Posters for the weekend events by courtesy of Val Peill and Sandra Clayton.
The sports were to take place in Mr Burkill’s Town End Field, where there was a “splendid grass track”.
The crowd at the sports. Cutting kindly supplied by Valerie Mercer.
From Saturday 13th to Monday 15th July 1907, must have been one of the greatest weekend’s in
Winteringham’s history. Traditionally the 14th July had been the date of Winteringham Fair - a tradition going back centuries according to the various directories, and whether the opening of
the North Lindsey Light Railway from West Halton to Winteringham was planned deliberately for this weekend is a matter of conjecture. If not, then it was a happy coincidence!
The very first passenger train steamed into Winteringham Station on Saturday
13th - a village sports special. It had left Scunthorpe at 3:45 pm, and returned from Winteringham at 10:30 pm. There were 254 passengers on the Saturday
special, which was made up of an engine and six carriages. The very first ticket was bought by Mr J Nicholson of Scunthorpe, which entitled him to a 5s
prize from the Sports Committee, which also awarded a prize for the purchaser of ticket number 77 - Mr T Watson, also of Scunthorpe. The train disgorged its crowds of passengers on the
pristine station platform before they all posed for the obligatory celebratory photographs (there are more than one in existence), then off to the sports and fair! (click photo for larger version).
The “New Winteringham Station” was claimed to be “close by” the sports field in the pre-event advertising.
Meanwhile two ferries - the Isle of Axholme and the Atalanta, operated by East Coast Passenger Service Ltd, had set off from Hull Victoria Pier. Their departure time had been advertised as
2:30 pm, but they had reached their passenger limit well before this, so set off early! Return fares were 1s, with cycles an additional 6d. Reserved seats on the bridge could be had for a
further 6d, and there were also refreshments available on board. They were due to leave Winteringham to return to Hull at 8:30 pm. They tied up on the southern bank of the Humber just
east of the Haven mouth, and after some trepidation from the passengers regarding disembarkation onto the mud, Routh and Waddinghams came up with the solution of duck boards. (Click here and here for photos). The sports ground (Mr Burkill’s Town End field) was
advertised as being “a five-minute walk from the landing.” On the Atalanta was a band - believed to be the East Hull Prize Silver Band. They entertained at the sports and fair that day (Saturday)
and gave a concert on the Sunday. This concert was advertised as a “Grand Sacred Concert.” Sundays were supposedly a day when no work or entertainment took place, however, provided
that the concert was of SACRED music, then this was OK! As can be seen from the programme of music printed on the reverse of the cards, most of the music played would stretch the meaning
of the word “sacred!”
A poster advertised this event with running races, cycle races, tug of war, high jump, (all with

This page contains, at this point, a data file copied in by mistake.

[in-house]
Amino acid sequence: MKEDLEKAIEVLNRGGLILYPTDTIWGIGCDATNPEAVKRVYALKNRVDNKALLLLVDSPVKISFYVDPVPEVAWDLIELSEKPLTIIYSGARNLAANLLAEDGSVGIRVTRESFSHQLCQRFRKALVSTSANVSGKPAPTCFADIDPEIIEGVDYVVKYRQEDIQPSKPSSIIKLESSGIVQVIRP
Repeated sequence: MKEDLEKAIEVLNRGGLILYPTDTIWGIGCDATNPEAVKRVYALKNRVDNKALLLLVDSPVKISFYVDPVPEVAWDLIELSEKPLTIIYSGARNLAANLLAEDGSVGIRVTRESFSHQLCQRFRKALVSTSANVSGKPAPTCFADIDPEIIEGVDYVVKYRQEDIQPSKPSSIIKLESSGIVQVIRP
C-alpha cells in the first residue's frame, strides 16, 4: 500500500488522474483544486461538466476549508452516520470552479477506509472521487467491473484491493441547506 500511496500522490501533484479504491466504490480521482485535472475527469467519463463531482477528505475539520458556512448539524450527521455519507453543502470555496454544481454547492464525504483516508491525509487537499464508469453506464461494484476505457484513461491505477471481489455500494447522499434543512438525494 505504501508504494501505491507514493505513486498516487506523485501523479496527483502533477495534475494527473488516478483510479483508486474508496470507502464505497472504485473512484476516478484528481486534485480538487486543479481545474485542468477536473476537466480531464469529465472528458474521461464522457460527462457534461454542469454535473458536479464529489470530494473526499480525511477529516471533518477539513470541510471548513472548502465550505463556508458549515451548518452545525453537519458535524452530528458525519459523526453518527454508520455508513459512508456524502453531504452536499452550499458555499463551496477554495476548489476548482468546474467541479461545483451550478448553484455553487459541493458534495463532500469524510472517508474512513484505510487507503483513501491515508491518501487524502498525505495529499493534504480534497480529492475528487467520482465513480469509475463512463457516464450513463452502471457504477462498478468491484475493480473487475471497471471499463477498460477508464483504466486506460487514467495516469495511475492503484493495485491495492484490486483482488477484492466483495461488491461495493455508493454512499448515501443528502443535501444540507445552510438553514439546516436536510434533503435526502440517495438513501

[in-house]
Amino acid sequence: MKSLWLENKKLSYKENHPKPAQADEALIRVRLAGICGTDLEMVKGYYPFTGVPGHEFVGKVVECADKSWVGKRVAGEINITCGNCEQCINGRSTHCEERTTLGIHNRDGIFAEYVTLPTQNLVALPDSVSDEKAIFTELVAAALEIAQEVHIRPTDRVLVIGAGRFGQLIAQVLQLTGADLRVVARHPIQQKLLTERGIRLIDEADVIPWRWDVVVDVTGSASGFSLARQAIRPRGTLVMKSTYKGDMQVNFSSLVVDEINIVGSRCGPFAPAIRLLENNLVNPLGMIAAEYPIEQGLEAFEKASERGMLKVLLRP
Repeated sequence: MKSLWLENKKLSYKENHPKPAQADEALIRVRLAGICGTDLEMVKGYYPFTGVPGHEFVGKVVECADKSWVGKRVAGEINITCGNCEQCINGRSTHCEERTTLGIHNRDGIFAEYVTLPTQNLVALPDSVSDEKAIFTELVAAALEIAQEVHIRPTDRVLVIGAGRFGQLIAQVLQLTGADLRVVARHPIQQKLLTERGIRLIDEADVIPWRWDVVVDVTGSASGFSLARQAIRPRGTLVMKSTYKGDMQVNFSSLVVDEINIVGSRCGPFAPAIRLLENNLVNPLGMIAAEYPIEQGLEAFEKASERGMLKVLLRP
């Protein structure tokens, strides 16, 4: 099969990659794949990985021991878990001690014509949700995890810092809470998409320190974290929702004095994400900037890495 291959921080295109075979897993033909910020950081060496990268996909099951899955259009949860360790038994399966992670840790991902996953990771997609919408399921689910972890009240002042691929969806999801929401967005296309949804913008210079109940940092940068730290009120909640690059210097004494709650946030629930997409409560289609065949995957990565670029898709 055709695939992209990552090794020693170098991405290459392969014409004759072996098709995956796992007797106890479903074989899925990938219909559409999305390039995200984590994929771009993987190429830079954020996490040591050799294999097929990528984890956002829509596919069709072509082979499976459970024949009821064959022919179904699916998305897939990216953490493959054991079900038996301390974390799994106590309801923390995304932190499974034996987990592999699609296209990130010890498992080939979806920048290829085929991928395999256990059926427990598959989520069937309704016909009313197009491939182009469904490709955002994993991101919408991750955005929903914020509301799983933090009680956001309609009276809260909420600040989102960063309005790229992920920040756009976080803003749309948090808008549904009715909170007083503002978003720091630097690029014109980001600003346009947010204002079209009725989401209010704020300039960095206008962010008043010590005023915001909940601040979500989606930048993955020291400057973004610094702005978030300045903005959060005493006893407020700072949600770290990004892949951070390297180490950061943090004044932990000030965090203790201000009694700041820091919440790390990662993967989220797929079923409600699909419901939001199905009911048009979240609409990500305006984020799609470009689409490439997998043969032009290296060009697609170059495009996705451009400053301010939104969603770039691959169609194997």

quite valuable prizes of over £40). There was a 2 mile championship cycle scratch race. On Monday local sports were held.(the sports on Saturday must have been open to everyone.) (This
information from Sandra Clayton and Val Peill)
P Lowson advertised that “Tea and Refreshments” would be provided at the Old Mill, close by
the grounds, for a moderate charge and also offered good sheltered storage for bicycles.
Monday saw the first timetabled passenger train steam into the station, again crowded with
people, and again photographs of the event were taken (unhelpfully also labelled “The First Train into Winteringham Station”).
On this occasion, the first ticket was bought by Mr R I Swaby, and ticket 77 by someone simply
described as a “local pig iron carrier” whose name we don’t have. Mrs Popplewell had the first
“privilege ticket,” whilst Mr Dain from Normanby bought the first ever ticket for luggage on the line
when he paid for his cycle. Presumably Mr Dain is the gentleman with cycle on the post cards. The prizes for tickets 1, and 77 (which seems to be a general rule) were paid for by the railway
company on this occasion.
Below are featured postcards of a variety of subjects, none of which has anything to do with Winteringham, nor even Hull (apart from one of the band itself). However, each one is
overprinted on the reverse with details of a “Grand Sacred Concert” at Winteringham on Sunday July 14th 1907, so perhaps these were on sale in the village at the time to aid band funds. The
exception is the post card of the band itself, and a handwritten message on the reverse.
Hull East Prize Silver Band - played at Winteringham on July 13th and 14th 1907
The Hull East Prize Silver Band ask Mr A Park of Ravendale Road Scunthorpe for a place to
practice before a contest. This is the reverse side of the card above.
Each postcard below was printed with this detail of the Grand Sacred Concert on the reverse (see below for enlarged version)
Sir Thomas Lipton
The Lizard Head
Unknown Edwardian Beauty
Another unknown Edwardian Beauty
(NB: This is not an original poster, but a “copy” produced to look as similar as possible to the original)
Note that this is for the “official” opening of passenger services on the Monday following the First
Train - the Sports Special. The fares are at the exact rate of 1d a mile. “Parliamentary” trains had been required to provide third class travel at 1d a mile in the Railway Act of 1844.
Eventually second class was phased out for almost all rail travel, hence giving rise to rail journeys being First Class or Third Class.
Note that the list of times in the poster are laid out as on the original - they are centre-formatted
and with no “0” in the tens of minutes column, giving an unusual appearance to our modern expectations of a timetable layout.